Is This Korle-Bu’s Solution to “No bed Syndrome” Okay?
The Korle Bu Teaching Hospital (KBTH) is rolling out a medical outreach programme to deploy medical doctors to some health facilities to help address the “no bed” syndrome that has hit hospitals in the country.
As part of that move, the hospital is arranging to procure standby ambulances and shuttles that will transport patients to the health facilities for prompt attention.
The Chairman of the reconstituted board of the KBTH, Dr Bernard Okoe Boye, who announced this at the inauguration of the board in Accra yesterday, July 13, 2018, said arrangements had also been made to deploy trained medical protocol officers to facilitate healthcare delivery in the new paradigm.
“About 20 of these protocol officers will be trained over a two-week period to help provide vital information to patients. They will have key information on the doctors, nurses, number of beds that are available at any point in time. If the patients have to be transported to any other health facility, the protocol officers will assist in doing that,” he said.
A 70-year-old man, Prince Anthony Opoku Acheampong, reportedly died in his car at the LEKMA Hospital in Accra, after seven hospitals turned him away over claims that there were no beds.
Acheampong was the Chief Executive Officer (CEO) of Printhony Printing Press in Adabraka, a suburb of Accra.
His death sparked a public outcry about emergency response in the country’s healthcare system.
Following that unfortunate incident, the Ministry of Health directed hospitals not to turn away patients on the grounds that there were no beds.
The KBTH, which is the country’s premier medical referral centre, has been hard hit with this challenges with beds such that some patients who went there to access health care were asked to buy chairs to sit on.
Board members urged
At the inauguration of the 11-member board for the hospital, the Minister of Health, Mr Kwaku Agyeman-Manu, urged the members of the board to lead a process to address the ‘’no bed’’ syndrome the next six months.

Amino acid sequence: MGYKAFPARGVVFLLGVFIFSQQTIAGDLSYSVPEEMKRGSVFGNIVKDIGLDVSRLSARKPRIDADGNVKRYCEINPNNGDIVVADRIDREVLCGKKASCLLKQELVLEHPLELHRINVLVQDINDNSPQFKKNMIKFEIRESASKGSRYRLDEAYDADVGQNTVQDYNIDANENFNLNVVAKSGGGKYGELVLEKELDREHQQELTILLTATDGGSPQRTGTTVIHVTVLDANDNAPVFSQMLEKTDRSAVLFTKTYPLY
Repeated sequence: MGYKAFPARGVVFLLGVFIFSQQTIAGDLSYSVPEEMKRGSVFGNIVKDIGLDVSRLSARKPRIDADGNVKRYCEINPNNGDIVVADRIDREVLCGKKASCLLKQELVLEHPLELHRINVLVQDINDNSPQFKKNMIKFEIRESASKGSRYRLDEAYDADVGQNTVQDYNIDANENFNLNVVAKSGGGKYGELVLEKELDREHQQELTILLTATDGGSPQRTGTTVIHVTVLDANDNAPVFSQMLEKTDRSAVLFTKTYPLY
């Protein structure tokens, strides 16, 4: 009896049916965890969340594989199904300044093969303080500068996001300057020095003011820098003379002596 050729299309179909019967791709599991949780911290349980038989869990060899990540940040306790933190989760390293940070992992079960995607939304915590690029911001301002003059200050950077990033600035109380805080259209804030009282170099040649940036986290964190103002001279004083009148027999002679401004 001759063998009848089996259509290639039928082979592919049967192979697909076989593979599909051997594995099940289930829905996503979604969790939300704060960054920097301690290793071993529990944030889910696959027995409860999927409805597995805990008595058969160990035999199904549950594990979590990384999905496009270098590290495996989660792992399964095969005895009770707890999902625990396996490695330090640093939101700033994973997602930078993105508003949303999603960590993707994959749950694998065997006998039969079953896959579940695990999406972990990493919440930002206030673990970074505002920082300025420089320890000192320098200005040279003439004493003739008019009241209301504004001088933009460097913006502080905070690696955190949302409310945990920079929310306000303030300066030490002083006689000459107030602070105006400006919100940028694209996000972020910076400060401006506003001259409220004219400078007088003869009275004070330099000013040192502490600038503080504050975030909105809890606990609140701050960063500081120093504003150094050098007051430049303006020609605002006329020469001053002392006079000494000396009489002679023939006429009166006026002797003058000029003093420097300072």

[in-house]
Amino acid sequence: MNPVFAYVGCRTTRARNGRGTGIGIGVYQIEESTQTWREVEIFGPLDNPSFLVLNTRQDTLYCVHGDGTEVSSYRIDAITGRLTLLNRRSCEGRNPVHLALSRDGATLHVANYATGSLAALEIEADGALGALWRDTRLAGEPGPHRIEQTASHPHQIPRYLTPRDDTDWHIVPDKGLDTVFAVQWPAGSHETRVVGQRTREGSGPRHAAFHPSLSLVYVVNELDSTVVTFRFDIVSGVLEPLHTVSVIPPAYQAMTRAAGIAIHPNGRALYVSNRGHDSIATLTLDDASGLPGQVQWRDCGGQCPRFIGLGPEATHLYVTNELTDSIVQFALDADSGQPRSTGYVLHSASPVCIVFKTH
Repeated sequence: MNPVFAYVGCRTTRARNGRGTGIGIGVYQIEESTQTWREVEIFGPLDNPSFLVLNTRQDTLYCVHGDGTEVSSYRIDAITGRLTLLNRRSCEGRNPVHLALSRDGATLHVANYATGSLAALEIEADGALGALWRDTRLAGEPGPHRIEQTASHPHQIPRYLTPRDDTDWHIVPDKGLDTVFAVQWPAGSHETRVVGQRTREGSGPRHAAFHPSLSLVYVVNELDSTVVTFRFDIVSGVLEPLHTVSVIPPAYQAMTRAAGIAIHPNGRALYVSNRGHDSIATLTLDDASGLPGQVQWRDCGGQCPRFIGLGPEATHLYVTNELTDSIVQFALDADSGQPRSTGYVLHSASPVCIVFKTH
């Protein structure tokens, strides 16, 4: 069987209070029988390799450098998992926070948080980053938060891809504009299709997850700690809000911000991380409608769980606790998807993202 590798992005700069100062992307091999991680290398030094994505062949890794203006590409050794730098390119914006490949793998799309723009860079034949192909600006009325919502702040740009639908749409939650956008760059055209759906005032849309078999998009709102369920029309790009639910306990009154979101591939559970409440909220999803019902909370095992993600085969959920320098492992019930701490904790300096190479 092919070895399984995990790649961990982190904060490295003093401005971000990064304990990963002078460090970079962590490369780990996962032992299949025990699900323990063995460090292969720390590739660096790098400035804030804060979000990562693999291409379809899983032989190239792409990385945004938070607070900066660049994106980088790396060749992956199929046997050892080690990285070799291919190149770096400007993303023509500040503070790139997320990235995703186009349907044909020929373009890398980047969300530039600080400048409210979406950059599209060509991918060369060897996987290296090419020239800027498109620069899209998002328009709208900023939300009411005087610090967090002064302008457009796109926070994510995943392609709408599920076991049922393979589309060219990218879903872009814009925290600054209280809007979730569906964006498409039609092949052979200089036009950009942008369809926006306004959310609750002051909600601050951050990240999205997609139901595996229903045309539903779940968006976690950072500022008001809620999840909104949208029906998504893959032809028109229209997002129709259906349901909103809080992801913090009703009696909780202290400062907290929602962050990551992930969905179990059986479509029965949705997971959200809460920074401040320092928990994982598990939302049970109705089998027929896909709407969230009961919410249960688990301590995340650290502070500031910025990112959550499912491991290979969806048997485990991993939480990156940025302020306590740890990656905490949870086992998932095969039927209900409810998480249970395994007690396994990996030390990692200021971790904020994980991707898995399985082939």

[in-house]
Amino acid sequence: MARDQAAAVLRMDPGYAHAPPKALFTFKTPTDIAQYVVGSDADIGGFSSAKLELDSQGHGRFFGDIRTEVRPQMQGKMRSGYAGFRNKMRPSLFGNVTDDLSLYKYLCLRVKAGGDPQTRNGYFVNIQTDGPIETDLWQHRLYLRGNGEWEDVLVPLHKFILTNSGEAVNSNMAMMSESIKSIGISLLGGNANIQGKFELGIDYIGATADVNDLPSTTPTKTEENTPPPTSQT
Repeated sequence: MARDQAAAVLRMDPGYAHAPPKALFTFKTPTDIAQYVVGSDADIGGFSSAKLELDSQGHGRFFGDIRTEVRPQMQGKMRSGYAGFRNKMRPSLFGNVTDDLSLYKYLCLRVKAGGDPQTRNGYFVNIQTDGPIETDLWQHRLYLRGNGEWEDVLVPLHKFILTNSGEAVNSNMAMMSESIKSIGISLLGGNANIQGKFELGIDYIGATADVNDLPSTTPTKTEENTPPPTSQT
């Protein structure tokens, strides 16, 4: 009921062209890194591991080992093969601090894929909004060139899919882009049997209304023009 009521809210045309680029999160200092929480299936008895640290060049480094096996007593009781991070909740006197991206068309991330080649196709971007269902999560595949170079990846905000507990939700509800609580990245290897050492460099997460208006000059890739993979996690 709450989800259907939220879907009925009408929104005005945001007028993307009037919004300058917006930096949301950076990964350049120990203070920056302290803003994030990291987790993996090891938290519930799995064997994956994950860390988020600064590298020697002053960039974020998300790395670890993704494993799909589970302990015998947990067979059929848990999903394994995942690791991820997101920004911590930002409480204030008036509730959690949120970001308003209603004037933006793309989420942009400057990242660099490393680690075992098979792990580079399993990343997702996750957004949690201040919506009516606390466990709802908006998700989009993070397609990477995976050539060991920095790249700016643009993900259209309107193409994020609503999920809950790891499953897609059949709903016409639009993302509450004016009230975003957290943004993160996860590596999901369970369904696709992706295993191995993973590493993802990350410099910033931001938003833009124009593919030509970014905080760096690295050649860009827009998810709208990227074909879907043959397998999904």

“In the next six months, innovative strategies will have to be put in place for the KBTH to look different so the members of this board must shelve individual egos and get their act together and collaborate with other stakeholders to get the needed results,” he said.
He challenged the management of the hospital to rise up to the challenge at hand, noting that there was no point compromising the quality of healthcare services because of the lack of resources.
Mr Agyeman-Manu charged the hospital to be ingenious and innovative enough to be able to raise more internally generated funds (IGFs) to support their operations.
He announced that the 70-bed capacity Emergency Unit that had been fallow for about two years because of certain structural defects and malfunctioning of equipment, would be inaugurated on Friday, July 21 to ease the congestion at the hospital.
He added that efforts were being made to deploy a cashless regime at the KBTH to improve efficiency in service delivery and the prudent management of resources.
Members of the board are Professor Margaret Lartey, the Dean of the of University of Ghana School of Medicine; Dr Samuel Asiamah, the acting Chief Executive Officer (CEO) of the KBTH; Mr Nurudeen Mohammed, the Director of Administration of the KBTH; Ms Rita Esi Aryee, the Director of Nursing Services; Mr Bright Kwame Korkoryie, the Director of Finance of the KBTH, and Mrs Elizabeth Bruce, the Director of Pharmacy.
The rest, who are all nominees of the President, are Ms Rhada Maria Odua Hackman, Mr Jerry Ahmed Shaib and Dr Patrina Tekyi-Ankrah.
The 11-member board will be complete when a substantive CEO is appointed for the KBTH.